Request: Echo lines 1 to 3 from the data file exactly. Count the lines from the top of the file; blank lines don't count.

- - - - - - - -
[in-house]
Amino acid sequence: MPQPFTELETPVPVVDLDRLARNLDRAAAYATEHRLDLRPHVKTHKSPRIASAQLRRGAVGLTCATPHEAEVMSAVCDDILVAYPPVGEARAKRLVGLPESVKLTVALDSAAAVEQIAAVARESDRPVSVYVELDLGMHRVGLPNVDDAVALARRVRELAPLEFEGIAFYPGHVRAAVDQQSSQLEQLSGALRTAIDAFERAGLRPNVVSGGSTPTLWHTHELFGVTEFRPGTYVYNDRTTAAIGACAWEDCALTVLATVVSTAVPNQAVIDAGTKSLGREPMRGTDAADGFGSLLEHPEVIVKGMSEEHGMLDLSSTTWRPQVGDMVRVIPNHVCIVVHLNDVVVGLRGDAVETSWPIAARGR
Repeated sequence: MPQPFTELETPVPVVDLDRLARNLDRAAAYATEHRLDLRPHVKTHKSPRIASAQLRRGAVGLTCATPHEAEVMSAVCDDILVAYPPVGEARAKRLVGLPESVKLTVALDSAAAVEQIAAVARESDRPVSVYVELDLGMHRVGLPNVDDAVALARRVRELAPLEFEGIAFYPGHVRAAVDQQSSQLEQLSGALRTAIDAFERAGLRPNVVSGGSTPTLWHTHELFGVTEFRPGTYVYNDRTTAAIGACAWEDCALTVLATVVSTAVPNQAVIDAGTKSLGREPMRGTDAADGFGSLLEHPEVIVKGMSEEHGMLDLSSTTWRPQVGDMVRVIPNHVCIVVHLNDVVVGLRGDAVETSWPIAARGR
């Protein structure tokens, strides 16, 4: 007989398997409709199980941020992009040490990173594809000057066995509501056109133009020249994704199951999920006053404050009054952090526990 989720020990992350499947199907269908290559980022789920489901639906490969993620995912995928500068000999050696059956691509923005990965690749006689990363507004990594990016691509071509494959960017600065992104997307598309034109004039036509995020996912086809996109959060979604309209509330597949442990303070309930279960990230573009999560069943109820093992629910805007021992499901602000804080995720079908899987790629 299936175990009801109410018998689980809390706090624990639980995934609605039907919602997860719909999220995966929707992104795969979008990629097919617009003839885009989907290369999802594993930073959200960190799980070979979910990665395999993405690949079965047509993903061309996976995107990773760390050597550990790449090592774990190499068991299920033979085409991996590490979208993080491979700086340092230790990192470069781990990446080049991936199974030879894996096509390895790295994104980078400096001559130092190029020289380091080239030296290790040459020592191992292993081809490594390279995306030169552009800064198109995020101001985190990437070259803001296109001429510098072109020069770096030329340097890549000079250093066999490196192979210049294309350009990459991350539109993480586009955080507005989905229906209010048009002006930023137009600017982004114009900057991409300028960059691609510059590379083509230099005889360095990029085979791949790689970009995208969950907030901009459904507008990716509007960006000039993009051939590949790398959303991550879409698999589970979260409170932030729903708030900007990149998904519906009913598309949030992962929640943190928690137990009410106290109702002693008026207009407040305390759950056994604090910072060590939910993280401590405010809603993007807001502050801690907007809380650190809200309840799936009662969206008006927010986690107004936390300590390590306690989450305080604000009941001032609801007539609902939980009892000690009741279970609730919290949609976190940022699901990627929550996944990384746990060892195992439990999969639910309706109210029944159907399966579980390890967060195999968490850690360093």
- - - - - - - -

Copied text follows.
[in-house]
Amino acid sequence: MPQPFTELETPVPVVDLDRLARNLDRAAAYATEHRLDLRPHVKTHKSPRIASAQLRRGAVGLTCATPHEAEVMSAVCDDILVAYPPVGEARAKRLVGLPESVKLTVALDSAAAVEQIAAVARESDRPVSVYVELDLGMHRVGLPNVDDAVALARRVRELAPLEFEGIAFYPGHVRAAVDQQSSQLEQLSGALRTAIDAFERAGLRPNVVSGGSTPTLWHTHELFGVTEFRPGTYVYNDRTTAAIGACAWEDCALTVLATVVSTAVPNQAVIDAGTKSLGREPMRGTDAADGFGSLLEHPEVIVKGMSEEHGMLDLSSTTWRPQVGDMVRVIPNHVCIVVHLNDVVVGLRGDAVETSWPIAARGR
Repeated sequence: MPQPFTELETPVPVVDLDRLARNLDRAAAYATEHRLDLRPHVKTHKSPRIASAQLRRGAVGLTCATPHEAEVMSAVCDDILVAYPPVGEARAKRLVGLPESVKLTVALDSAAAVEQIAAVARESDRPVSVYVELDLGMHRVGLPNVDDAVALARRVRELAPLEFEGIAFYPGHVRAAVDQQSSQLEQLSGALRTAIDAFERAGLRPNVVSGGSTPTLWHTHELFGVTEFRPGTYVYNDRTTAAIGACAWEDCALTVLATVVSTAVPNQAVIDAGTKSLGREPMRGTDAADGFGSLLEHPEVIVKGMSEEHGMLDLSSTTWRPQVGDMVRVIPNHVCIVVHLNDVVVGLRGDAVETSWPIAARGR